Terminology: links

So, the last post got me wondering: What makes a course “links-style”? Well… thanks to Wikipedia again, we find out the answer:

A links golf course, sometimes referred to as a seaside links, is the oldest style of golf course, first developed in Scotland. The word comes from the Scots language and refers to an area of coastal sand dunes, and sometimes to open parkland.

Many links – though not all – are located in coastal areas, on sandy soil, often amid dunes, with few water hazards and few if any trees. This reflects both the nature of the scenery where the sport happened to originate, and the fact that only limited resources were available to golf course architects at the time, and any earth moving had to be done by hand, so it was kept to a minimum.

So what made the 9-hole course “links-style”? First, there were no trees throughout the course. Second, there was only one water hazard, which was part of only one hole. Third, there were sand traps on eight of the holes. Finally, it was fairly flat. The combination of the flat land and no trees made the course windy, which is also an important factor. Hence, the “links-style” course.

The Wikipedia definition continues:

The challenges of links golf fall into two categories. Firstly the nature of the courses themselves, which tend to be characterised by uneven fairways, thick rough and small deep bunkers known as “pot bunkers”. Secondly, due to their coastal location many links courses are frequently windy. This affects the style of play required, favouring players who are able to play low accurate shots.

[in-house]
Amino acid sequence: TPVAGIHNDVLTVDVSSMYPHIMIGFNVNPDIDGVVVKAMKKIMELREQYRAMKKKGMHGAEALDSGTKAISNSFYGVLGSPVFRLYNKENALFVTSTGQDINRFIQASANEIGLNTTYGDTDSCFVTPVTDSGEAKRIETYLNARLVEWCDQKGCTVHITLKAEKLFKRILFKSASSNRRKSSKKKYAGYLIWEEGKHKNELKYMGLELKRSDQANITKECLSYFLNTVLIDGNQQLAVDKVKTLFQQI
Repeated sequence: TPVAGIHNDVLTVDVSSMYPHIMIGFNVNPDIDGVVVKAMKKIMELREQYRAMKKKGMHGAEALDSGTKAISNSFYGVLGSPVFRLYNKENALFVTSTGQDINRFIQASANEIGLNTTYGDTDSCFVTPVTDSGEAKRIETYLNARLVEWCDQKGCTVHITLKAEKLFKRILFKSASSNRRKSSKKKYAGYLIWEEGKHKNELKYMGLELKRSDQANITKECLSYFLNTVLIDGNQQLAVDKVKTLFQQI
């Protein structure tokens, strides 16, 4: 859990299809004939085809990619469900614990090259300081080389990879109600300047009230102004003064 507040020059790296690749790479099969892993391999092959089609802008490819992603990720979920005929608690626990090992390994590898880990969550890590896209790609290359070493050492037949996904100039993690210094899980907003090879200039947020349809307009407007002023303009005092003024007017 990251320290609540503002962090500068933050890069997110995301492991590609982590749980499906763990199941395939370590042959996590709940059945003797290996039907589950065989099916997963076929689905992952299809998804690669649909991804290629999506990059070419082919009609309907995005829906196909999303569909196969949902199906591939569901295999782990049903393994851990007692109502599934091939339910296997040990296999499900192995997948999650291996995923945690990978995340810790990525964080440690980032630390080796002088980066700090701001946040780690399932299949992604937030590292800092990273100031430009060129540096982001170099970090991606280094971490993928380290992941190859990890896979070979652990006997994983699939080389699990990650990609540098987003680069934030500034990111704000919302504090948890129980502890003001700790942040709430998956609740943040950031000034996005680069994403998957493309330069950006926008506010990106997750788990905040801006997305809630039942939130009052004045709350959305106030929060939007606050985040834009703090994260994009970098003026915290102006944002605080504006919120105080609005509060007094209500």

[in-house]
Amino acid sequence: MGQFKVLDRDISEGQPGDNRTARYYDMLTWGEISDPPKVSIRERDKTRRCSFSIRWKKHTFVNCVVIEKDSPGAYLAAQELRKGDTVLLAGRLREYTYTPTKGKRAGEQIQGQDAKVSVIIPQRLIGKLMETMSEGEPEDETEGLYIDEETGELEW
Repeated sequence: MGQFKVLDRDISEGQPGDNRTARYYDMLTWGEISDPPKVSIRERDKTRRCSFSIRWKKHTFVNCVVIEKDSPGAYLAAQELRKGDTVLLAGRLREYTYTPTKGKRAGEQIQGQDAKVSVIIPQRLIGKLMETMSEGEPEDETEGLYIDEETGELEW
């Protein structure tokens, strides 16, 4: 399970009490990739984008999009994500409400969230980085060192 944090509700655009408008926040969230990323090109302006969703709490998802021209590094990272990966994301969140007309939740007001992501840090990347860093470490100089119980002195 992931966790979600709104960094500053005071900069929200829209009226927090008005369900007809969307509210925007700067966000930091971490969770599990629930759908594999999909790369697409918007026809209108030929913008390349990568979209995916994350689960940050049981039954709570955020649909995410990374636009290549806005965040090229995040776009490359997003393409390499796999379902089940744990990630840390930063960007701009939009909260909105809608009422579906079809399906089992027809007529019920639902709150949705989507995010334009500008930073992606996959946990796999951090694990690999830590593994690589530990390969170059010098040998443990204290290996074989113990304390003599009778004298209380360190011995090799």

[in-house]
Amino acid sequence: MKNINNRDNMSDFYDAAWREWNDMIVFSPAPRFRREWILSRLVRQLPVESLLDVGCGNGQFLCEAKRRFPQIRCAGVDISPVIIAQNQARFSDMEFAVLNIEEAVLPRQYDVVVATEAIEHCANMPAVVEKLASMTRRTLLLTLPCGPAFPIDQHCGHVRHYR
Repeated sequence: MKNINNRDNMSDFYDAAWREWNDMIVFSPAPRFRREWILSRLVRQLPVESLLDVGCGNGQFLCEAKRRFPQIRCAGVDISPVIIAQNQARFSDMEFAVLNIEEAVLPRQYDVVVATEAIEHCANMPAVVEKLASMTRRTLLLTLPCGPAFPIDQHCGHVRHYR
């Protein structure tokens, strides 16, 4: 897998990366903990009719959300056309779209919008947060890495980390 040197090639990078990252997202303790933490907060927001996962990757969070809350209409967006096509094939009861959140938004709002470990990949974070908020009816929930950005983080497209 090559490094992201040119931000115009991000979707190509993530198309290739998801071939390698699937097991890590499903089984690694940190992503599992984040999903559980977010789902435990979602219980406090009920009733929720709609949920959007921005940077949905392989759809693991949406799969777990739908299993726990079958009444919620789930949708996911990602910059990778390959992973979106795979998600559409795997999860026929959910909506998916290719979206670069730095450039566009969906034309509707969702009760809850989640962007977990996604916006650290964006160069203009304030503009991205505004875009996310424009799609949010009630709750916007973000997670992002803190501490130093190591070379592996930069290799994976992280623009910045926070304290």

One word that keeps popping up in the definition is “coastal”:

Links courses tend to be on, or at least very near to, a coast, and the term is typically associated with coastal courses. However, links conditions can be duplicated on suitable ground, even hundreds of miles or kilometres inland. One especially notable example of an inland links-style course is Sand Hills Golf Club, a much-acclaimed early-2000s layout in the Sand Hills of Nebraska.

Links courses remain most common in Ireland and also in Great Britain, especially in Scotland. There are well known links courses in other countries, including in North America: Pebble Beach Golf Links in California (on the Pacific Ocean) and Whistling Straits in Wisconsin (on Lake Michigan) in the U.S.; and, in Canada, Harmon Seaside Links (in Stephenville, Newfoundland and Labrador).

The rest of the Wikipedia entry lists some famous links golf courses.